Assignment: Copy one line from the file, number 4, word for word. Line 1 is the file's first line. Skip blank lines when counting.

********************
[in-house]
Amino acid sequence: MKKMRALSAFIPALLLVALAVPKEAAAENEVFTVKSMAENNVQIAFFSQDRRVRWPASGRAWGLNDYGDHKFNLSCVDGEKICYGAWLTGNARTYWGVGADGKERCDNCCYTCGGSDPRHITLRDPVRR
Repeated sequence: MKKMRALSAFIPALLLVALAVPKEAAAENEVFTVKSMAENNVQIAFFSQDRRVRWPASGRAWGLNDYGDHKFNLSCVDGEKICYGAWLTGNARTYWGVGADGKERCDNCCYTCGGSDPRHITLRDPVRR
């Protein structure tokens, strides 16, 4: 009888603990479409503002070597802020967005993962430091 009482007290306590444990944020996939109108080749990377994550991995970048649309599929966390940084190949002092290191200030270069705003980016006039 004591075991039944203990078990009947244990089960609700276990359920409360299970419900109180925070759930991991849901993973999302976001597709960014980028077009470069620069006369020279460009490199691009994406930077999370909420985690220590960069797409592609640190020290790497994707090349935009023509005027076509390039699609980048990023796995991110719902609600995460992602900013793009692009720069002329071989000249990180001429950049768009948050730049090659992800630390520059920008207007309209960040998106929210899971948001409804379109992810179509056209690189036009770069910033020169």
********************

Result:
């Protein structure tokens, strides 16, 4: 009888603990479409503002070597802020967005993962430091 009482007290306590444990944020996939109108080749990377994550991995970048649309599929966390940084190949002092290191200030270069705003980016006039 004591075991039944203990078990009947244990089960609700276990359920409360299970419900109180925070759930991991849901993973999302976001597709960014980028077009470069620069006369020279460009490199691009994406930077999370909420985690220590960069797409592609640190020290790497994707090349935009023509005027076509390039699609980048990023796995991110719902609600995460992602900013793009692009720069002329071989000249990180001429950049768009948050730049090659992800630390520059920008207007309209960040998106929210899971948001409804379109992810179509056209690189036009770069910033020169």